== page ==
American Journal of Bioethics 21 (8):46-59 (2021)

Authors
Kyle G. Fritz
University of Mississippi
Abstract
In 2019, several US states passed “heartbeat” bills. Should such bills go into effect, they would outlaw abortion once an embryonic heartbeat can be detected, thereby severely limiting an individual’s access to abortion. Many states allow health care professionals to refuse to provide an abortion for reasons of conscience. Yet heartbeat bills do not include a positive conscience clause that would allow health care professionals to provide an abortion for reasons of conscience. I argue that this asymmetry is unjustified. The same criteria that justify protecting conscientious refusals to provide abortion also justify protecting positive conscientious appeals regarding abortion. Thus, if the law provides legal exemptions for health care professionals who, as a matter of conscience, refuse to provide abortions where it is legal, it should also provide exemptions for health care professionals who, as a matter of conscience, feel obligated to provide abortions where it is illegal.
Keywords abortion  conscience  conscientious objection  health policy  heartbeat laws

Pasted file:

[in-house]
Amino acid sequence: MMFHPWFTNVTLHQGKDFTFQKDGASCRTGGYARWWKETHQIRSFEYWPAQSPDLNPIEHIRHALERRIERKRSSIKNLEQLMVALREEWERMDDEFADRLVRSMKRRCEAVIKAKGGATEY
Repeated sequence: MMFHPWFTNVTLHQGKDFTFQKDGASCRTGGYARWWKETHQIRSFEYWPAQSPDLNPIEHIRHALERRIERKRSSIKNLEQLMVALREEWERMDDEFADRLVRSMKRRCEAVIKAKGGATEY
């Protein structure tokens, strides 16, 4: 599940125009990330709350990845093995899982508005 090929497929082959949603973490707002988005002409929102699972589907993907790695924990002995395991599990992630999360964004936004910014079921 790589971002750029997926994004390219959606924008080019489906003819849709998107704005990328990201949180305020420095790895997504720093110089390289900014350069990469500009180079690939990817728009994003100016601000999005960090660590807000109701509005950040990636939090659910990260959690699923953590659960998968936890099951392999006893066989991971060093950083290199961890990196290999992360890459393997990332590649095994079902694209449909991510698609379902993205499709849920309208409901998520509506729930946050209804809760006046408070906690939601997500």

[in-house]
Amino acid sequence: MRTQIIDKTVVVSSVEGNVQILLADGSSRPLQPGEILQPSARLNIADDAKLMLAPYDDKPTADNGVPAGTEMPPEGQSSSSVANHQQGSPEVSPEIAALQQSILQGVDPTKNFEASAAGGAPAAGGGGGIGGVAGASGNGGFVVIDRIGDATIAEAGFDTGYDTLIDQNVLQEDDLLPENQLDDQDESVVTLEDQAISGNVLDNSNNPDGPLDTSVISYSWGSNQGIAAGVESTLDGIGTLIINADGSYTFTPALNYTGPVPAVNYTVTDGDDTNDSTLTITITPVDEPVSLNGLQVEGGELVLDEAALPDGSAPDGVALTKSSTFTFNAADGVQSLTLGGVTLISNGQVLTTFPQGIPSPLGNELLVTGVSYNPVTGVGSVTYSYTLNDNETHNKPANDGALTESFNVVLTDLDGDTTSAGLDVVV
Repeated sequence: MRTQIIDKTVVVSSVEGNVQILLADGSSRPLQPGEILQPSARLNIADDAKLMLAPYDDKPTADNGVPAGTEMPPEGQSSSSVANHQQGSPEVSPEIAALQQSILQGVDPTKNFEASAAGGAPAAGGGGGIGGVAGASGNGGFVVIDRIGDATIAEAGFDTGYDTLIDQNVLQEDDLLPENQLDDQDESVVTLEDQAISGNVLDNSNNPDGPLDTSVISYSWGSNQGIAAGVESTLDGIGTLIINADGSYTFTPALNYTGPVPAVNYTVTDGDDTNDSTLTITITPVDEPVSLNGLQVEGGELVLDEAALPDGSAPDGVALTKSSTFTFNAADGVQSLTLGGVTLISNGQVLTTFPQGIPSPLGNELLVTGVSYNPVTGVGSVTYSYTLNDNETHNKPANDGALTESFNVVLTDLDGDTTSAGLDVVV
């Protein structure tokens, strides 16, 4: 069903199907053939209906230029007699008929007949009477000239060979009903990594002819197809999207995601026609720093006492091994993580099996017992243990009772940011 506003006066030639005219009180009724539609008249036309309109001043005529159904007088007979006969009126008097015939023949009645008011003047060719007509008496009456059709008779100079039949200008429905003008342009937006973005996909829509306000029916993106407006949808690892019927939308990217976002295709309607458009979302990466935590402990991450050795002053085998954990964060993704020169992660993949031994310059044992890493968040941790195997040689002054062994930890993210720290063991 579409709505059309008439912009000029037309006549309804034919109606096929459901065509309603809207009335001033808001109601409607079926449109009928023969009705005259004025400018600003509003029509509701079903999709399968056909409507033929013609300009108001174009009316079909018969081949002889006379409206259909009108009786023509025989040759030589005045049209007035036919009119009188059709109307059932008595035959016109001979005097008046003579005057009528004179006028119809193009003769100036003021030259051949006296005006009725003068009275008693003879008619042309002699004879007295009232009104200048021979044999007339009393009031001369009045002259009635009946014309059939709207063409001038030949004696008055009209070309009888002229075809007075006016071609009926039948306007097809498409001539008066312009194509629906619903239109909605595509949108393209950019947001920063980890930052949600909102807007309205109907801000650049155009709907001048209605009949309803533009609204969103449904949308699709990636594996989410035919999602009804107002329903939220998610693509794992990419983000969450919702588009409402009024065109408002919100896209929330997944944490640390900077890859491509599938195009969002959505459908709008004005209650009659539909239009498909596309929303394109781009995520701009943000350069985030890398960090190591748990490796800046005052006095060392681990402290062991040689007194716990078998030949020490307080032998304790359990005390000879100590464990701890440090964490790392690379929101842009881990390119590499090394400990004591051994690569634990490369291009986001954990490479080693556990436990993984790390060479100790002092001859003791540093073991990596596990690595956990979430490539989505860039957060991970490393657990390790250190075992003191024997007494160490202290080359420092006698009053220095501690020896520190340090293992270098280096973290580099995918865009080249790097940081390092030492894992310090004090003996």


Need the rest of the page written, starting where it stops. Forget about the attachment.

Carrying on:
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DOI 10.1080/15265161.2020.1863514
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References found in this work BETA

A Defense of Abortion.Judith Jarvis Thomson - 1971 - Philosophy and Public Affairs 1 (1):47-66.
What is Conscience and Why is Respect for It so Important?Daniel P. Sulmasy - 2008 - Theoretical Medicine and Bioethics 29 (3):135-149.

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Citations of this work BETA

The Wrong Argument for a Bad Law.Eric Mathison - 2021 - American Journal of Bioethics 21 (8):77-79.
Putting the Asymmetry Debate in Its Place.Abram L. Brummett - 2021 - American Journal of Bioethics 21 (8):68-69.
Medical Disobedience and the Conscientious Provision of Prohibited Care.Dov Fox - 2021 - American Journal of Bioethics 21 (8):72-74.

View all 9 citations / Add more citations

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